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Tuesday, March 9, 2021

Eric Craven, Pieces for Pianists Volume One, Mary Dullea


Life is short, art is long. Old words but they still ring true. Ars longa, vita brevis. And on a day like today the longness of art asserts itself in spite of how short existence might be. That is because for me it is a matter of enjoying the music of a composer I have missed until now. Eric Craven reminds us that art is long because he makes music that helps lengthen it all. I have been enjoying his album of piano music that has come out recently. It is the Volume One of his Pieces for Pianists (Metier msv 28601), written between 2017 and 2019 and very nicely performed by Mary Dullea.

This volume includes the first 25 pieces, miniatures short and very much alive with character. So in this case "art is short," but there's a bunch of it so it gets long eventually! The music is tonal, playful in ways that remind slightly of Satie without owing the least bit to him in any obvious way. The pieces revel in, if I might say this, the sheer pleasure of their sounding. It is not a music that challenges so much as it affirms itself in its singing of itself pianistically. And that owes a great deal to the pianist as well as the composer.

The CDs liners tell us that this music is as much concerned as anything with the microscience implied in the miniature, the musical equivalent to sub-atomic science. Then too the composer wants in this "to encourage and excite both a honing of technique and a quickening of the impulse toward interpretation." Hence the title we should note is "Pieces for Pianists" as much as for piano! And happily the pianist rises to the challenge and gives us the kind of poetic, interpretive readings that Maestro Craven no doubt appreciates.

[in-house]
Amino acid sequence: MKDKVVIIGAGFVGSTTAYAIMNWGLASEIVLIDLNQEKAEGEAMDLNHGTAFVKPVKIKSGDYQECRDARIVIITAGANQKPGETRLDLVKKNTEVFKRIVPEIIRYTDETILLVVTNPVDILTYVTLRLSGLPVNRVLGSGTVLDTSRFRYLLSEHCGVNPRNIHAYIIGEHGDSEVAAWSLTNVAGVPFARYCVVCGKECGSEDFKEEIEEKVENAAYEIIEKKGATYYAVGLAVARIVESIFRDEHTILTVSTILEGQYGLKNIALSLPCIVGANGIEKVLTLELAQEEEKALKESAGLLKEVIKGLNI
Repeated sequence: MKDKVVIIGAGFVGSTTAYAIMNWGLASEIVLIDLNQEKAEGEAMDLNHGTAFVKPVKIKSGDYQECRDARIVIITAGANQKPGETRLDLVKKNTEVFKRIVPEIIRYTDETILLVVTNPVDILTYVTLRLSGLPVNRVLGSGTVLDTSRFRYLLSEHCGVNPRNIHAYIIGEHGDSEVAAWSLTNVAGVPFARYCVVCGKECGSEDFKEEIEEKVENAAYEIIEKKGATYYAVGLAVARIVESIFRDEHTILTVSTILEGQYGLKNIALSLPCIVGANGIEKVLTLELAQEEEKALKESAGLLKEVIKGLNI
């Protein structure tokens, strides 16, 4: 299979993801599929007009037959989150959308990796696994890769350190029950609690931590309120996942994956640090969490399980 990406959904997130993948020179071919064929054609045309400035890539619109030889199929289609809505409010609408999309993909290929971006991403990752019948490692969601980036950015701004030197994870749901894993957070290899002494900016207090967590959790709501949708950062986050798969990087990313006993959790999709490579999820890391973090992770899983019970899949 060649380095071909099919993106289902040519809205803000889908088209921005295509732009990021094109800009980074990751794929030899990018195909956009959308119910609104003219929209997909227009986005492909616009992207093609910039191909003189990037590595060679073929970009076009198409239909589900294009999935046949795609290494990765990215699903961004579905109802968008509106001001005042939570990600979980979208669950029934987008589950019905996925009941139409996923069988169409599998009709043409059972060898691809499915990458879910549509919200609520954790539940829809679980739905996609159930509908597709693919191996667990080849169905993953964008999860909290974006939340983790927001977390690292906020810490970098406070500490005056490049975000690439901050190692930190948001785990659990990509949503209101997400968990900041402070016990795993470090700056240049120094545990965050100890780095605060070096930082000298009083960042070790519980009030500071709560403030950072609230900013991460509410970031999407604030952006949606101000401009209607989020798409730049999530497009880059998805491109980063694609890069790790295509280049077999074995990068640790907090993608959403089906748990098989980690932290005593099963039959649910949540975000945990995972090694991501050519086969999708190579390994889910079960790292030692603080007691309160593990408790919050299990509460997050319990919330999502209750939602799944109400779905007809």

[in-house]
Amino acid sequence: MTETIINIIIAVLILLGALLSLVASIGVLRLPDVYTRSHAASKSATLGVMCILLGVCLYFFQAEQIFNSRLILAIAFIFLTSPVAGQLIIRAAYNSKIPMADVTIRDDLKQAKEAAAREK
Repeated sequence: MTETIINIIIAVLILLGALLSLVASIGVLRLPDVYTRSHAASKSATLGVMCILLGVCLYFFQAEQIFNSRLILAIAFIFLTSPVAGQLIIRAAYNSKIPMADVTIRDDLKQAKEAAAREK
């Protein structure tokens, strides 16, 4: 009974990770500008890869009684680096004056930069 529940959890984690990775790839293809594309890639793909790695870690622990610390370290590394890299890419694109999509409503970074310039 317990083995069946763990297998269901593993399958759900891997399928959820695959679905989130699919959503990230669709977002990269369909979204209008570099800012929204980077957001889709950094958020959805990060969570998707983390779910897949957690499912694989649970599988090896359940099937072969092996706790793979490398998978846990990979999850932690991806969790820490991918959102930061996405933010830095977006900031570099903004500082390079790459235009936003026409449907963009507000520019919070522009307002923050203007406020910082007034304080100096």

As listener, we hear this and other dimensions as well, or at least I do, appreciatively. So for me there are moments that seem to refer back to old Music Hall and Jazz elements but as if through a lens, refracted. Other pieces have a reference to playfully "practicing" the piano, only not so much just in the doing as in remembering such a thing. There are elements of humor, of reflection, of reflexively evoking time well spent with the piano in days past, earlier years, formative times. So in the doing is the remembrance of the doing.

The hopefully wonderful thing about it all is that it works, that the music evokes with a bright, vivacious charm that does not try and revive some previous musical world as it takes the memory of it and makes of it a contemporary.commentary, so to speak.

In the end we have 25 miniature gems as much fun to hear as they no doubt are to play. It most certainly makes me want to hear Volume Two as soon as it comes out. Craven writes for the pianist with the care and consideration that all-but-ensures that the performances will be all one might hope for in the hands of a piano master. And so bravo Mary Dullea for coming though with infinite care and zeal. And of course bravo Eric Craven. This one is a lot of fun. Do not miss it. Hurrah!


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